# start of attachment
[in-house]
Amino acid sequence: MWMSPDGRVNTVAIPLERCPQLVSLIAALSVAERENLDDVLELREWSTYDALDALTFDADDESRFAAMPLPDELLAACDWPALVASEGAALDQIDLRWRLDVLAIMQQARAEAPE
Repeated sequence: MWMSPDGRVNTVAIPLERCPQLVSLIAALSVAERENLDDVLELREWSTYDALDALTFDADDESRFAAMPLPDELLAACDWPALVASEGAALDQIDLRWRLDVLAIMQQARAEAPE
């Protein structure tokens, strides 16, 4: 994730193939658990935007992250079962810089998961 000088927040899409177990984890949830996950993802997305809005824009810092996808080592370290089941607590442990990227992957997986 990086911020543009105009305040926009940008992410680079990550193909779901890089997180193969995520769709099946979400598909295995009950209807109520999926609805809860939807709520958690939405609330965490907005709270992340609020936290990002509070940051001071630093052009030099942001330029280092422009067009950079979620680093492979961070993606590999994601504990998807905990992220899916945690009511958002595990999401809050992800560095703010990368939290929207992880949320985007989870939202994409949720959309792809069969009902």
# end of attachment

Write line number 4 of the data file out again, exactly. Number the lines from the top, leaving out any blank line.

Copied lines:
């Protein structure tokens, strides 16, 4: 994730193939658990935007992250079962810089998961 000088927040899409177990984890949830996950993802997305809005824009810092996808080592370290089941607590442990990227992957997986 990086911020543009105009305040926009940008992410680079990550193909779901890089997180193969995520769709099946979400598909295995009950209807109520999926609805809860939807709520958690939405609330965490907005709270992340609020936290990002509070940051001071630093052009030099942001330029280092422009067009950079979620680093492979961070993606590999994601504990998807905990992220899916945690009511958002595990999401809050992800560095703010990368939290929207992880949320985007989870939202994409949720959309792809069969009902």